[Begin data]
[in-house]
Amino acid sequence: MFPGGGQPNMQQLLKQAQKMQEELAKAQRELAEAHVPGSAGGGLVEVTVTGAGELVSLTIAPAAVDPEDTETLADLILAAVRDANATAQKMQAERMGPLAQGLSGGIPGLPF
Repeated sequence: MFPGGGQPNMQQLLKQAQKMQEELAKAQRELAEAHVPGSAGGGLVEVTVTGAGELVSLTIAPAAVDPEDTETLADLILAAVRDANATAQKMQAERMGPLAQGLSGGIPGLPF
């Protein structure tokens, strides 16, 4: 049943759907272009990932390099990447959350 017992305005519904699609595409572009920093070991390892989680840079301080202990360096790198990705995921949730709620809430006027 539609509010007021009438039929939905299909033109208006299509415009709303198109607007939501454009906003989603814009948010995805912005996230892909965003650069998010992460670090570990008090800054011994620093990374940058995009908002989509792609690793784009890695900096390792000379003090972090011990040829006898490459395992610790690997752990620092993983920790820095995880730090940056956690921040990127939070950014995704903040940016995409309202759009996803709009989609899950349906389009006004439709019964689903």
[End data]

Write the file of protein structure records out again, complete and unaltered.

[in-house]
Amino acid sequence: MFPGGGQPNMQQLLKQAQKMQEELAKAQRELAEAHVPGSAGGGLVEVTVTGAGELVSLTIAPAAVDPEDTETLADLILAAVRDANATAQKMQAERMGPLAQGLSGGIPGLPF
Repeated sequence: MFPGGGQPNMQQLLKQAQKMQEELAKAQRELAEAHVPGSAGGGLVEVTVTGAGELVSLTIAPAAVDPEDTETLADLILAAVRDANATAQKMQAERMGPLAQGLSGGIPGLPF
């Protein structure tokens, strides 16, 4: 049943759907272009990932390099990447959350 017992305005519904699609595409572009920093070991390892989680840079301080202990360096790198990705995921949730709620809430006027 539609509010007021009438039929939905299909033109208006299509415009709303198109607007939501454009906003989603814009948010995805912005996230892909965003650069998010992460670090570990008090800054011994620093990374940058995009908002989509792609690793784009890695900096390792000379003090972090011990040829006898490459395992610790690997752990620092993983920790820095995880730090940056956690921040990127939070950014995704903040940016995409309202759009996803709009989609899950349906389009006004439709019964689903």